The way in which Ministry of Railways, under Suresh Prabhu, has been successful in utilising a social media platform like Twitter to redress railway passengers’ complaints in real time, will soon become part of the curriculum at the Indian Institute of Management (IIM), Ahmedabad.
The Ministry of Railways has become a role model for other ministries on how a social media platform can be used to reach out to customers in real time rather than just using it as a platform to indulge in a public relations exercise.
Professor Sunil Maheswari, who teaches Human Resources in IIM(A) and has taken up the study on the use of Twitter by the Ministry of Railways, told that he was inspired to study the subject after reading media reports on how passengers’ grievances were being solved through Twitter.
“Indian Railways is a huge organisation with over 14 lakh employees and so many divisions across different states. The primary focus of this study is how one single tool (Twitter) is being used internally by the railways to disseminate information and how, on the basis of one tweet by a passenger, railway officials across the country get active. I want to study how the whole operation is planned and executed and how a quick response is solicited from the railway officials concerned to help the railway passenger,” Maheswari said.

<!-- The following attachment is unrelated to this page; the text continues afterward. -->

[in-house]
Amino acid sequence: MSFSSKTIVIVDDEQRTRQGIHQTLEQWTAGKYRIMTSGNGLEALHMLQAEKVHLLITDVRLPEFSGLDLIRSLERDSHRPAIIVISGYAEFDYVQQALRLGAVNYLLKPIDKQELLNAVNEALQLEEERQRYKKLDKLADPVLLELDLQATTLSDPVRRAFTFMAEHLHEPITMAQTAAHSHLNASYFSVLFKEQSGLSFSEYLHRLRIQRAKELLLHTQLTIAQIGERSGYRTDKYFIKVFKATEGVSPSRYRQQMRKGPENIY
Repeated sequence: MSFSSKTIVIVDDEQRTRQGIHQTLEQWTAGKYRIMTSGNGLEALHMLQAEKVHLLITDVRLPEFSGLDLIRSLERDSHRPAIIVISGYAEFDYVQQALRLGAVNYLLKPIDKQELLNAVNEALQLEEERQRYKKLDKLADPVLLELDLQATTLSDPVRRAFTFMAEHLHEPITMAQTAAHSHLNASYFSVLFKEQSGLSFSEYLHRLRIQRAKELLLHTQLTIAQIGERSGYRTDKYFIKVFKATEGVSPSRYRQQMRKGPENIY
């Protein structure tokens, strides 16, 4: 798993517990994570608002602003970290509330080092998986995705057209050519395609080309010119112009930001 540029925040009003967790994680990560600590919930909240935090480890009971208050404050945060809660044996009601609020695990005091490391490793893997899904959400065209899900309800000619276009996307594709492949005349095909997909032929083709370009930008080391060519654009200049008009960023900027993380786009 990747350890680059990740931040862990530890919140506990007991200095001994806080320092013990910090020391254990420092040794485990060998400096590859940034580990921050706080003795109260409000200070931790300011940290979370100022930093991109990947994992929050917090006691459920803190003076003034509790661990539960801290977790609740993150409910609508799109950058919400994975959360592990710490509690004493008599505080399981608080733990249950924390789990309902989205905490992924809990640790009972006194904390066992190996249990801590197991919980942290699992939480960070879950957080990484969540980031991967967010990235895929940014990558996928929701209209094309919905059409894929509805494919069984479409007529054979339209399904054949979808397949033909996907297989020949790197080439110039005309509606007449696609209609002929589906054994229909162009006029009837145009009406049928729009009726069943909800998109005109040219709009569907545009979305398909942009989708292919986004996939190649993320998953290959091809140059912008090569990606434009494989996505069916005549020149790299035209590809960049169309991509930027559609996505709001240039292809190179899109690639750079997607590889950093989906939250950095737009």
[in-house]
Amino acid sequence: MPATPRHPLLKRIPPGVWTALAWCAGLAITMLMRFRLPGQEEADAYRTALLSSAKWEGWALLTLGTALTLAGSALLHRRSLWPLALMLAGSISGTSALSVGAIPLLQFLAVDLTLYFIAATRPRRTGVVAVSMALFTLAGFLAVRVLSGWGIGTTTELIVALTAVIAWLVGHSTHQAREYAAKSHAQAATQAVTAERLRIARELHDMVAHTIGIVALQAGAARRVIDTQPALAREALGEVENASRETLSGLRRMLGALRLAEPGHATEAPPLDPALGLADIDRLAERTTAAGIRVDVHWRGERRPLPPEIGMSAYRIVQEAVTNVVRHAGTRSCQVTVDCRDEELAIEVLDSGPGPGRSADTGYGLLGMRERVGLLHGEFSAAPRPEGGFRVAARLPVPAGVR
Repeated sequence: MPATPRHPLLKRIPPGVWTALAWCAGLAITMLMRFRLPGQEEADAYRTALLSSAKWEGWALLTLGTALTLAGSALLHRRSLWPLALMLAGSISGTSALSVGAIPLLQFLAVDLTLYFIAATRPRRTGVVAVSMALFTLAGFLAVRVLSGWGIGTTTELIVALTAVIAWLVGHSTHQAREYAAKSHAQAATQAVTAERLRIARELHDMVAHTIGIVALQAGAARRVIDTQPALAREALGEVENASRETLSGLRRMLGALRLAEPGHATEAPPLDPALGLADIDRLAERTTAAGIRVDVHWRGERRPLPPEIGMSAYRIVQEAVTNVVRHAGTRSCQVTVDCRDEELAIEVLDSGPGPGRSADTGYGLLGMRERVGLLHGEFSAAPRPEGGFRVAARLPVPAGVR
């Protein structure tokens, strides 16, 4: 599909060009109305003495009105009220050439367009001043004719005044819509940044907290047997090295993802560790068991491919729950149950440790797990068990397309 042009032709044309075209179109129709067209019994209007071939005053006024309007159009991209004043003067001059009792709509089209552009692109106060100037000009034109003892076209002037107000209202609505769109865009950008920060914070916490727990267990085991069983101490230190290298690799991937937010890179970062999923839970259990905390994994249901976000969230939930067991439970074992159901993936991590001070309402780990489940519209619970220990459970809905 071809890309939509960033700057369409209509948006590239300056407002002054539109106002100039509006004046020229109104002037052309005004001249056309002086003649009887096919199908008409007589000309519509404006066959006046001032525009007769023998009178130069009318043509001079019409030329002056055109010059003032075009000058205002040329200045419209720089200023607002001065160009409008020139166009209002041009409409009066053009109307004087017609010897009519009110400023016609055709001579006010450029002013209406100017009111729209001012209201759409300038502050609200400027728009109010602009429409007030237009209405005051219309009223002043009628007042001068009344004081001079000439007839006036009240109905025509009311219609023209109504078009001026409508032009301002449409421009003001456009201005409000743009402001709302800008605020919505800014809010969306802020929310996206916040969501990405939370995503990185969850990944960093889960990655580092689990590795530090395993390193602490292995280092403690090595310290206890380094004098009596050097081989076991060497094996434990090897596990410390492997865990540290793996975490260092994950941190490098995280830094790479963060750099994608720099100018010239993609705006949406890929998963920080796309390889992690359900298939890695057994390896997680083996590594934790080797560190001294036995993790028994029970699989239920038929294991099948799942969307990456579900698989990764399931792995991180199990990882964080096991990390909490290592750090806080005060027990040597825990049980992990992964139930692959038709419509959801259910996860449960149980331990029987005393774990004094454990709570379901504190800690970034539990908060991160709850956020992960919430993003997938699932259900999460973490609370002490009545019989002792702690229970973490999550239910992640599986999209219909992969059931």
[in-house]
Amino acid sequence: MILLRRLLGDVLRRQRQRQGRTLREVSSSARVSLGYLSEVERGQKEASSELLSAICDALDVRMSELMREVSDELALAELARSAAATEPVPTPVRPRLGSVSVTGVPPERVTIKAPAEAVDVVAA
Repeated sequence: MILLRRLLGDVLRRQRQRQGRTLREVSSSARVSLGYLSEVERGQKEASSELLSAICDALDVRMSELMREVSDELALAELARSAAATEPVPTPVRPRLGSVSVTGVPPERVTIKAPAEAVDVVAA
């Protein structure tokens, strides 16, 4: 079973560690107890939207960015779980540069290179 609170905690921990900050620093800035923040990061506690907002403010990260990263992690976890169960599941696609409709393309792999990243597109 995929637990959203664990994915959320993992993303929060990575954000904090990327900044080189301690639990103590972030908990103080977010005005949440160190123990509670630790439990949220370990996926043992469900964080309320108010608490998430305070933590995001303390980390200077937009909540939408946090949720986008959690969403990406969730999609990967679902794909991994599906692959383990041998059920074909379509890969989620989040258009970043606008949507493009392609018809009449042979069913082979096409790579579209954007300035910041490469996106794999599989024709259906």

Professor Maheswari has already started interacting with the stakeholders of this study.
“Work has already started on this, but it will take some time. The study will be part of the curriculum that we are going to teach the students. We are doing this for a purely academic purpose. It is going to be a long process and it is serious research that we have undertaken. Since we are very sensitive about the accuracy of the data, once we are sure about the numbers, only then will they be introduced in the classes,” he said.
According to the professor, to get a complete idea of how things work, he will visit the Ministry of Railways and meet all the stakeholders, apart from meeting the officers in different divisions, zones, the Railway Board and also interact with users who have utilised Twitter to raise their problems.
“Using social media to communicate with passengers is a very innovative idea since they are connecting directly with the public and redressing their grievances in real time. They are also getting feedback from customers and stakeholders in real time which is very useful,” he said.
According to him, non-redressal of a complaint satisfactorily was a big challenge for the railways as it leads to extreme unhappiness if customers’ problems are not solved.
Last month, a railway passenger passed away in a moving train while travelling between Balia and Kolkata after he fell ill and despite numerous attempts by his relatives, who were travelling with him, to seek help from railway officials, he could not be provided with medical help.
Despite Prabhu pushing for quick responses to tweets sent by passengers, many senior officers are still reluctant to reply to tweets as this means an “increase in their responsibility and accountability”.